I decided to take a shortcut to Pine Plains Lodge, and it involved a track called the Wool Track.  It looked to only be about 2 miles, and would cut off 4 or 5 miles of the better tracks.  It was ok for my high-clearance All Wheel Drive vehicle, but I wouldn’t have wanted to do it in a conventional 2 WD car.  I had to straddle muddy ruts in places, and it was sandy in other places.  I needed the high clearance of my car, too.  I don’t like it when there is long grass growing in the middle of the track – I’m afraid that it will catch on fire from my exhaust pipe, especially when I have to stop in it.  Anyway, the Wool Track did save me some time, but there was an added bonus.  I saw a number of Australian Pipits along that track.  They kept flying up and landing on the track in front of me.  Then, suddenly there were a couple of birds, and they obviously were not pipits.  They were button-quail, two of them.  They flew ahead and landed on the track, then scurried off to each side.  The only ID I could get on them was that they had white on their tails.  As it turned out, that was enough.  Only one of the two species of button-quail that is found at Wyperfeld has white on its tail – Little Button-quail.  Score!  A surprise lifer for me.  In my spreadsheet, I had that species at only a 20% chance of seeing on the trip.  The day was shaping up great – two species so far, and one of them a lifer, plus a number of pictures that I thought I would like.


We still aren’t to the “different” part of the day, but we are getting closer, so stay tuned.


Soon after that, I saw a couple of parrots fly across the road and land in a tree that was maybe 50 yards off the track.  I got out my scope and they were Regent Parrots, which I had not photographed yet.  So, I slowly made my way across the grassland, taking pictures from time to time as I advanced.  As it turned out, they were remarkably stable and didn’t fly away.  I got some really nice pictures of the male and will include a couple in Photos14.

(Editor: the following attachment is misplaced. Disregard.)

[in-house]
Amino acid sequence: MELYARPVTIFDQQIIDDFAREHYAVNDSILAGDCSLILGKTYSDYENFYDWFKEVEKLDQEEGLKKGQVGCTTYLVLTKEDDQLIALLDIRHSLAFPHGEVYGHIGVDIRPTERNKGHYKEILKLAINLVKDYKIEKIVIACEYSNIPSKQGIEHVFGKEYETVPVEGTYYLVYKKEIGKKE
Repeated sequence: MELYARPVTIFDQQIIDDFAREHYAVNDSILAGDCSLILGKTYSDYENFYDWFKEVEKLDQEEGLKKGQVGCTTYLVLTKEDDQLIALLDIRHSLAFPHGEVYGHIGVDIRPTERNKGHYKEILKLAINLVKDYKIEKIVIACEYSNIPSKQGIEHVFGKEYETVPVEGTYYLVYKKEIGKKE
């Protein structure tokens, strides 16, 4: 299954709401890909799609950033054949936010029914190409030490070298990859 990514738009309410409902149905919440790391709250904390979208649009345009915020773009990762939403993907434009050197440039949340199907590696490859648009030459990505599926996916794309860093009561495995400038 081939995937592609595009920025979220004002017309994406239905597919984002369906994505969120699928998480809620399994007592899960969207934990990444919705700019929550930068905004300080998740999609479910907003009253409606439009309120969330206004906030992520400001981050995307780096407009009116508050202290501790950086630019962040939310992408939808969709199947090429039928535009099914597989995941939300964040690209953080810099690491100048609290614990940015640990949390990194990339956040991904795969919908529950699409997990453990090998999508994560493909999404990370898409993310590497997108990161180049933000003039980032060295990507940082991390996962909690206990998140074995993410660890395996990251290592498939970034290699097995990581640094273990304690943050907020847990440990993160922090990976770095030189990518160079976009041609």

So, now we are coming to the unusual part of my day.  The Pine Plains Lodge turns out to be an incredible lodge that a couple has built in the middle of the national park.  They lived there for many years before the national park even came into existence, and when the park was opened, they built this lodge.  This was in the 90’s.  The lodge is built with hand-hewn logs from the local native pine trees, and they have finished it wonderfully.  It has three double bedrooms and two or three bunk rooms, so it can handle a group.  There are separate male and female shower and toilet facilities, and a great kitchen and two living areas, each with a big fireplace.  There is also a wonderful covered BBQ area out back, and another place for an open fire, with seating around it.  Everything is furnished really nice and is clean and orderly like you wouldn’t believe.


But, I kind of skipped over how I learned all of this.  They have a sign out front that says inspections are welcome, and to call at the homestead.  So, I drove up the homestead, and when Susan came out, introduced myself and said I would like to see the lodge.  Not at all characteristic of me, but that is what I did.  She was really gracious and was more than glad to show me what she was obviously very proud of.  Later I met her husband, Adrian, and he is a real Aussie outbacker type guy.  They are a really classic Australian outback couple, about 70 years old, I would guess.